A great way to start offering your video services for baby birthday parties is to do it for your own child. Share a short clip on Instagram or Facebook, and before you know it, everyone is going to want it. I see photos in my social feeds all the time, but rarely do I ever see video. This is an untapped market. If parents have spent all the time and money planning a birthday party and photo shoot, they might as well add video. It’s hard to offer this service if you don’t have any demos or samples to share, so either film a baby video of your own family or give a friend a good deal. Once your followers and friends see the possibilities of video, they will want the same for their kids.

 

#2 – Don’t do everything on your own.

 

Props, baby, photos, locations, themes, schedule, video, editing—so many moving parts. Delegate responsibilities. Baby Sloan Switzer’s birthday shoot was much easier with the divide-and-conquer approach. Sloan’s mom, Ashley Switzer, was in charge of the props, theme and locations. Ashley Becker, the photographer, was responsible for a backdrop and a few props. Kristin, Leanna and I just showed up and filmed separately at each shoot. All of us creatives are in different situations, so take care of yourself and balance the workload. You can’t do it all with one camera by yourself.

 

#3 – Film the in-between moments.

 

Keep that camera rolling. With photos, you’re always trying to get the most perfect moment. With video, you’re looking for the moving/motion/in-between moments. Examples are filming babies finishing getting dressed, cake being carried out to the party, props being set up and Mom picking up and comforting a crying baby.

 

A photo is all about the perfect shot. With video, our goal is to show the audience what’s happening and what it took to get to this point in time. Your video edit will have a great flow when you not only film the posed shoot but also capture the in-between moments.

 

#4 – Keep the edit short.

 

Even though this is the cutest baby ever, you don’t need a seven-minute video. Don’t be worried about audio or telling a story. Maybe you just want to make a slideshow with a few iPhone video clips as a fusion video. Your final product should be no longer than three or four minutes. We broke ours up into a 15-second Instagram and a three-minute video to post on Facebook.

 

Let your video clips and music dictate the length of the video. Most of our videos are synced with music, and it’s so important for the music to match the feeling of the birthday. The song is going to connect your video clips with your viewing audience, so take your time and choose wisely.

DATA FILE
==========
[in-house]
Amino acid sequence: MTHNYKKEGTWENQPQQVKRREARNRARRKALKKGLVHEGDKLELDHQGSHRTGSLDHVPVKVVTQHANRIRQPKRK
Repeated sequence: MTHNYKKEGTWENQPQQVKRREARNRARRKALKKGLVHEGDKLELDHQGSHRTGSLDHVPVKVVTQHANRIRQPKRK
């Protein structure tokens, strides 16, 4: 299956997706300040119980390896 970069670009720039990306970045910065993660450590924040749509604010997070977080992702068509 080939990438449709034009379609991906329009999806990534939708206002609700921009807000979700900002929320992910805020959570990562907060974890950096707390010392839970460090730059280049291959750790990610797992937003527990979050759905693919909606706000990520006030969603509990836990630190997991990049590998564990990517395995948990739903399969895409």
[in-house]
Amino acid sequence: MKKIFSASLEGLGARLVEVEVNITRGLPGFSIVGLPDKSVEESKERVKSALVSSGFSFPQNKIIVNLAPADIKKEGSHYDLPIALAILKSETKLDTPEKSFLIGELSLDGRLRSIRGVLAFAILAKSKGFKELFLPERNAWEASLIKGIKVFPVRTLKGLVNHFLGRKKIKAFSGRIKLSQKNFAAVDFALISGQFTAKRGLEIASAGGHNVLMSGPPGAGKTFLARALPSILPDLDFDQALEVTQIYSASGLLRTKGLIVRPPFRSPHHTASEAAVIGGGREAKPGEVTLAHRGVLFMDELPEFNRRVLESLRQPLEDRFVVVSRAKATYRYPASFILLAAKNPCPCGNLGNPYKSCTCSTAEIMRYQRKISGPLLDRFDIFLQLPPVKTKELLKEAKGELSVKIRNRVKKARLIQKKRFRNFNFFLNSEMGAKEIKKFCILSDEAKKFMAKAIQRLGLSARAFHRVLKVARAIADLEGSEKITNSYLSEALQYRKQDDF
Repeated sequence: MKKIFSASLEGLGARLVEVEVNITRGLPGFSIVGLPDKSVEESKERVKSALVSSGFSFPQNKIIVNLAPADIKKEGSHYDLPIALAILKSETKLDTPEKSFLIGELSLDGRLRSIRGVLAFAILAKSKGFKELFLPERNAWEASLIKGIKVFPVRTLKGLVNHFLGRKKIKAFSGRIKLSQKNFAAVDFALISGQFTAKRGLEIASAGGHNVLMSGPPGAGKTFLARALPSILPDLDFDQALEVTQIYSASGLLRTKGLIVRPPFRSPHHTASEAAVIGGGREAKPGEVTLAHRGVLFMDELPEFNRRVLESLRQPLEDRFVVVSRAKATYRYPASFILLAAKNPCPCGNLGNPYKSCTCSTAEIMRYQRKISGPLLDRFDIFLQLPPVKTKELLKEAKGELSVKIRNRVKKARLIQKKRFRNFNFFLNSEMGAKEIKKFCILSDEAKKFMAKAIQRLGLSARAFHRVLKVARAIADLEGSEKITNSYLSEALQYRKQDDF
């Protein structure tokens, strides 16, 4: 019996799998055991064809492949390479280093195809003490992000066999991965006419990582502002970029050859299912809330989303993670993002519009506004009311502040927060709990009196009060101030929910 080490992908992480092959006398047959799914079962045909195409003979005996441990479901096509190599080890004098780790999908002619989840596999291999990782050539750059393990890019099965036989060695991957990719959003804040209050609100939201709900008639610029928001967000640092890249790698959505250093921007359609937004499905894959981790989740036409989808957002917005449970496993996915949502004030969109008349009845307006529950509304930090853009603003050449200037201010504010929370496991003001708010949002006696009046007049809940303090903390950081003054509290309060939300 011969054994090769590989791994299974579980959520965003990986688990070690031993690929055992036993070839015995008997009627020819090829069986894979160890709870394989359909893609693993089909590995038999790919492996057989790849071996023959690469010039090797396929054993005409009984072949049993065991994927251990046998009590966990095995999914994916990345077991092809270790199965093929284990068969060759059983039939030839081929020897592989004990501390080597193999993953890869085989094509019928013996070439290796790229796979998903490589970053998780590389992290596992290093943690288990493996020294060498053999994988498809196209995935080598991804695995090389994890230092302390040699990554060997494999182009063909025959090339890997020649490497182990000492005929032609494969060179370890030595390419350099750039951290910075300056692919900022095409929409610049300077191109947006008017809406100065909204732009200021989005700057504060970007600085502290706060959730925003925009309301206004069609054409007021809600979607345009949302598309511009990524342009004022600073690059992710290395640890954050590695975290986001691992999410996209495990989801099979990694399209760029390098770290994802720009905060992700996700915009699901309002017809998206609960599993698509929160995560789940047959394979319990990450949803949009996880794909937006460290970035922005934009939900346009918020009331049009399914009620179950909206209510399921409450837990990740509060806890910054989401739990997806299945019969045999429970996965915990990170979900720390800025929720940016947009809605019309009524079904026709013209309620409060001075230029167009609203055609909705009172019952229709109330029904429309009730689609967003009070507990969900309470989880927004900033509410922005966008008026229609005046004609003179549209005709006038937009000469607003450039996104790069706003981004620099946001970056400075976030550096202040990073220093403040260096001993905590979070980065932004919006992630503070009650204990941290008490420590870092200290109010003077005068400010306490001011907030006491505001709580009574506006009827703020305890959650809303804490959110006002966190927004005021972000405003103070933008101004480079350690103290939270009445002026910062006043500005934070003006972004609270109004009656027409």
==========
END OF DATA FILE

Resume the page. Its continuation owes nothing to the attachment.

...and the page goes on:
Photographers tell me they use the same song for slideshows all the time, and nobody is really watching them. Why? Maybe the photographer is using the same song over and over or just not choosing a fun song that matches the event. Remember, your social media fans want to see you being creative, always customizing and producing content that is unique and different. You should almost never use the same song in any video.

 

Ingrid Michaelson, One Republic and Colbie Caillat have amazing music I recommend for birthday videos. You are at a huge disadvantage if you’re not using SongFreedom.com for your edits. It’s the only music licensing company that has genres other than indie music. Keep your video clips short. Use a variety of wide, medium and close-up shots. Make sure your video clips are cut to the beat of the music. Your template for the edit you’re using is the song. Let it tell you what clips to use and when.

 

#5 – Streamline your workflow.

 

Babies are unpredictable. You might have two minutes or two hours with a birthday baby. You’ll want a tripod and a track. A baby is so small, you’ll need to get low angles, and a track allows you to do just that. For a cake smash, you can multitask and use both. Using two cameras, you can put one on a tripod and use a track for your other shots. Record with both of them so you don’t miss any moments.

 

If you don’t have two cameras, just use your iPhone for the wide shot, giving you more options with angles and moments. Keep your batteries fully charged and have formatted cards that can record for long periods of time. I found myself using a 90mm macro, an 85mm and a cropped 10–18mm. Those lenses give you all the variety you’ll need to get plenty of usable shots for a fantastic film.

 

Chances are you will be working with another photographer on the shoot. For the staged shoot with props and the birthday cake smash, set up your tripod next to the photographer so you don’t block their shot. Tell her she can go in front of the tripod if she has to because you’re shooting two angles. Your other angle is great for a track, and the 90mm macro to focus on close-ups.

 

I’m always changing lenses because the goal is video variety. If you have an outdoor venue for the actual birthday party like we did, you can get motion video shots, party details, and friends and family having fun. It is all about the baby, but when the final video is being edited, you will have a more interesting video when you see everything that happened and not just a cake smash.

 

Nothing can complement your photos better then video. Almost every shooter I meet offers only video or photography, but not both. If you don’t want the stress of wedding filmmaking, offering video services for babies and kids could be a fun and rewarding way for you to create special experiences that nobody in your market is offering.